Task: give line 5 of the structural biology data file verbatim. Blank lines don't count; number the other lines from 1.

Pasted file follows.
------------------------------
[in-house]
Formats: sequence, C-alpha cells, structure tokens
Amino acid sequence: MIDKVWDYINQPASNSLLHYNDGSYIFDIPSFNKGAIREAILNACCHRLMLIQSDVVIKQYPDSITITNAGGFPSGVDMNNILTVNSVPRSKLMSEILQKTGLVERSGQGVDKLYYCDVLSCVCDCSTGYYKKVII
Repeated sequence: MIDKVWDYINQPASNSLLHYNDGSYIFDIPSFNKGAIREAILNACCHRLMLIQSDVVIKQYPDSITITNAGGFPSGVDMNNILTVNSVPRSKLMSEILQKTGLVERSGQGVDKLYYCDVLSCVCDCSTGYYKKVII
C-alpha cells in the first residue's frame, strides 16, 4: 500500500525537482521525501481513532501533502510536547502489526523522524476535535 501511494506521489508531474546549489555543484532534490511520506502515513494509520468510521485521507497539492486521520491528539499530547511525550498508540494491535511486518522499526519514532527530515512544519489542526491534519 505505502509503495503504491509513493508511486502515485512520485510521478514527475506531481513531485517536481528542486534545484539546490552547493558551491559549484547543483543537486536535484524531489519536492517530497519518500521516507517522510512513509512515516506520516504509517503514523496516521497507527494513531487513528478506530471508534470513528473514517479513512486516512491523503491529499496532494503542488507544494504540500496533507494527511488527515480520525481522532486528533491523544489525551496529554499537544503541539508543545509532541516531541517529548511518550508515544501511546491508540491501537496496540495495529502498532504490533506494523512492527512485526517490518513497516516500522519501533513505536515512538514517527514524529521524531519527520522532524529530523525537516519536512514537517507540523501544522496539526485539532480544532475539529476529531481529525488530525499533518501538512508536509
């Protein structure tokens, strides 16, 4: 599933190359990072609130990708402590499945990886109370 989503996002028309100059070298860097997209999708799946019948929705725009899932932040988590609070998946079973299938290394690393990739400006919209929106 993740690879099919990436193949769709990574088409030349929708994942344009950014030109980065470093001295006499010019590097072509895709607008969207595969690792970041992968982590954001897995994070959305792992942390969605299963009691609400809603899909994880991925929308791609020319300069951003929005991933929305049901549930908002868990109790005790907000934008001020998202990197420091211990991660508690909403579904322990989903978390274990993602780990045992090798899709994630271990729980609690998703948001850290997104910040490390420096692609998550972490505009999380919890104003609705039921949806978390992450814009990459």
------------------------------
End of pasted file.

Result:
C-alpha cells in the first residue's frame, strides 16, 4: 500500500525537482521525501481513532501533502510536547502489526523522524476535535 501511494506521489508531474546549489555543484532534490511520506502515513494509520468510521485521507497539492486521520491528539499530547511525550498508540494491535511486518522499526519514532527530515512544519489542526491534519 505505502509503495503504491509513493508511486502515485512520485510521478514527475506531481513531485517536481528542486534545484539546490552547493558551491559549484547543483543537486536535484524531489519536492517530497519518500521516507517522510512513509512515516506520516504509517503514523496516521497507527494513531487513528478506530471508534470513528473514517479513512486516512491523503491529499496532494503542488507544494504540500496533507494527511488527515480520525481522532486528533491523544489525551496529554499537544503541539508543545509532541516531541517529548511518550508515544501511546491508540491501537496496540495495529502498532504490533506494523512492527512485526517490518513497516516500522519501533513505536515512538514517527514524529521524531519527520522532524529530523525537516519536512514537517507540523501544522496539526485539532480544532475539529476529531481529525488530525499533518501538512508536509